"Flower Power," Flower Arrangement and Photograph by Catherine King, July 27, 2004.
Whoever they're coming for, they're coming for you.
by Jerome du Bois
I've been checking out some blogosphere reactions to Richard Serra's July 5th back page ad for the Nation -- Bush Cannibal Goya -- and I've noticed, blogging around to six or seven sites, a familiar, deliberate blind spot on the political far left: they leave out the middle part.
Who did I visit? Here:
Then I checked out Free Republic, including the comments and images by Ichenumon (scroll down, it's eye-opening), Michelle Malkin (who was on the story on June 30th), and the inimitable Steve H. of Little Tiny Lies / Hog on Ice.
All the sites point out that Serra's piece derives from Goya's Saturn, but only what you might call the "conservative" blogs mention the fact that Serra may also be riffing on Dan Brown's anti-Semitic political cartoon -- a celebration of the blood libel -- which won Britain's highest prize for cartooning in 2003, long before Serra's ad. (The sun of reason is definitely setting on the British Empire.) The "liberal" ones leave it out, even though it's the most recent relevant example of parody of this Goya painting that I've been able to find.
And Tyler Green's typically lightweight note points to two sites' postings with only a glance at the issue (Paul Begala and Robert Novak yelling past each other on CNN?), and the other two, as the first two, leave out any reference to Brown's cartoon. [You know something's happening here but you don't know what it is, do you, Mr. Green?]
Back to Serra: Evil Dick or Stupid Dick? Maybe (bang bang) Matthew's silver hammer came down on his head too hard in Cremaster 3? No, I think it's just more of the moral bankruptcy and cowardice of the far left, hiding behind the fact that they're in bed with the Jew-haters.
[Background reading: Part Six of the new book Those Who Forget The Past, edited by Ron Rosenbaum; the seven essays by Melanie Phillips, Dr. Laurie Zoloth, Todd Gitlin, Eli Muller, Mark Strauss, Barry Oringer, and Fiamma Nirenstein.]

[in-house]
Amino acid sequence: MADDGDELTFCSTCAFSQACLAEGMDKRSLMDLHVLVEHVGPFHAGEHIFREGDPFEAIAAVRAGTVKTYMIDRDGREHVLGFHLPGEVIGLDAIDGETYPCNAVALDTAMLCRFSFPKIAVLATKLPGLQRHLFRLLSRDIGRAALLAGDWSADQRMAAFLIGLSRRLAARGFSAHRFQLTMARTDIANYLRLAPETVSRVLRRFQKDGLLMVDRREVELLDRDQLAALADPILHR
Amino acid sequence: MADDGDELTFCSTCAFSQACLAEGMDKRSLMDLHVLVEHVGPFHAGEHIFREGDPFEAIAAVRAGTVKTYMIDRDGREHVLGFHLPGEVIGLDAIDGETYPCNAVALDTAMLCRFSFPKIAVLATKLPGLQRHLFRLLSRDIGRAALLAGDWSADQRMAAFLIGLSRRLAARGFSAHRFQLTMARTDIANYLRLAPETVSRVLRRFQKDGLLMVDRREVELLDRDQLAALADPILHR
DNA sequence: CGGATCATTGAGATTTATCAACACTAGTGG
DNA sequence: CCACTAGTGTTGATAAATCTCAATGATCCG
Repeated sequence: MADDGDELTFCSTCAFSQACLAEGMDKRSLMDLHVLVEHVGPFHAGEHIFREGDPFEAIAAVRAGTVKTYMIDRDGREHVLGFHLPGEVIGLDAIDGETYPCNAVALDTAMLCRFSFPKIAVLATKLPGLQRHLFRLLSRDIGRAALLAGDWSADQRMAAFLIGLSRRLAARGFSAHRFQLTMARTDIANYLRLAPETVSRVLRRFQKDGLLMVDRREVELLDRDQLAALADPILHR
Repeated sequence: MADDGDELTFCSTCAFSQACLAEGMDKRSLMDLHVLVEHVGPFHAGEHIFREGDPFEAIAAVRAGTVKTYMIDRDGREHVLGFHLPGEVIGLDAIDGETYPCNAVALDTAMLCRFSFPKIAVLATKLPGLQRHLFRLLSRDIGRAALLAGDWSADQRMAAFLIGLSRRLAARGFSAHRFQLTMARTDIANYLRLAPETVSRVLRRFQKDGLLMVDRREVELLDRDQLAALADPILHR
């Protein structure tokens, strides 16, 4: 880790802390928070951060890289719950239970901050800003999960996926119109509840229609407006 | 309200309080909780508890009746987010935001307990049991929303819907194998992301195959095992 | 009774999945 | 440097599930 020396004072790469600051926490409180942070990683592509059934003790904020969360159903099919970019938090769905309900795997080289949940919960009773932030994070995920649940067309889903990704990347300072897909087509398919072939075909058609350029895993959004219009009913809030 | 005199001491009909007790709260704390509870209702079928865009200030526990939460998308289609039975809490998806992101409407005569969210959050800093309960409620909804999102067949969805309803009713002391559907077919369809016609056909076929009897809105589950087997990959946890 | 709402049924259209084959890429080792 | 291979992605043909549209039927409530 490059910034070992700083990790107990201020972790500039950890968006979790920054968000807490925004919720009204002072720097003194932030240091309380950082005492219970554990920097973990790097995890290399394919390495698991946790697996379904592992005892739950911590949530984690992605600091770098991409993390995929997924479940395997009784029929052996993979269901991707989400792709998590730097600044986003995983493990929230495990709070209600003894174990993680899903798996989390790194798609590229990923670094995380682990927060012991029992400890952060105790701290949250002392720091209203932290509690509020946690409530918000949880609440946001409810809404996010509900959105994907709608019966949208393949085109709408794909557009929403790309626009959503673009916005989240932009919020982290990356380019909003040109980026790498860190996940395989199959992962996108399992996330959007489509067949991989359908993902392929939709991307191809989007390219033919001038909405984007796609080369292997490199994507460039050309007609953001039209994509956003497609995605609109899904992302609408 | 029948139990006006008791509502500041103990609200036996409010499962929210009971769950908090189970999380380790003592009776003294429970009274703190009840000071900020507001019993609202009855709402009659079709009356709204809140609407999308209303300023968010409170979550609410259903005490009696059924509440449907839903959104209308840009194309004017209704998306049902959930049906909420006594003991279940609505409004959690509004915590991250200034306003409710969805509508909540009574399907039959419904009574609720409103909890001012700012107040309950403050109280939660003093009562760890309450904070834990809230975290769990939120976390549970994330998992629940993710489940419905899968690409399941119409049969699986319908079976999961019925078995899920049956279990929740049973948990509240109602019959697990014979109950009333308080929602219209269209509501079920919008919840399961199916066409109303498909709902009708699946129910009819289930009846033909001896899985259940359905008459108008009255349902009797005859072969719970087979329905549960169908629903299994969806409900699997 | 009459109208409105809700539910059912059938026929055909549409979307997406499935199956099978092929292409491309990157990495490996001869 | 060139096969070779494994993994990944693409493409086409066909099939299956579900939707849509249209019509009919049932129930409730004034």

J'accuse: I think Serra is pointing to Dan Brown's cartoon without having the balls to point to it. Why did he pick that image? Everybody's horrified, but you can find or create hundreds of worse images. Go look at some of the sites, which I won't link -- they're easy to find -- for a Photoshopping, head-swapping rodeo. (Watch Kerry and Edwards do the dirty hula!) Right after 9/11, Artforum ran an ad showing the Statue of Liberty with OBL's grim visage grafted on, holding up the severed head of President Bush, replete with pendant tendons. Really, Dick, what's the matter with you? These days? Think severed heads! But no; and what does the world-class artist come up with for his next ad? Take a look.
Impressed? Yawn city. You're going to have to do better than that,
Katrina Dick. Since you're on a Goya kick, dig into Los Caprichos: humiliation and impalement! Dunce caps and cannibalism! Oh, the possible range of the depredation of Jews spreads wide, red, and bloody . . .
The blood. Blood on hands, bloody mouth. It's a familiar antisemitic trope you can find on many Egyptian, Saudi Arabian, and Palestinian websites. MEMRI regularly carries them. Just today on CNN I watched as Palestinians burned a six-foot paper Star of David with Ariel Sharon's head at the center, his open mouth pouring red gore.
I very much doubt that the ultra-politically-sensitive Richard Serra is an ignorant man. I think he is surreptitiously attacking Jews, and anyone who supports them, with a stupidity/paranoia index which approaches Protocols-of-the-Elders-of-Zion levels, which have rarely been exceeded. This is cowardice of the blackest sort as well.
Not long after 9/11, Christopher Hitchens, a man who, like me, had to readjust his political compass after the murderous terror, noted somewhere that some people would rather stand anywhere than in the same corner as their own government. (He didn't say "Bush," he said "government.")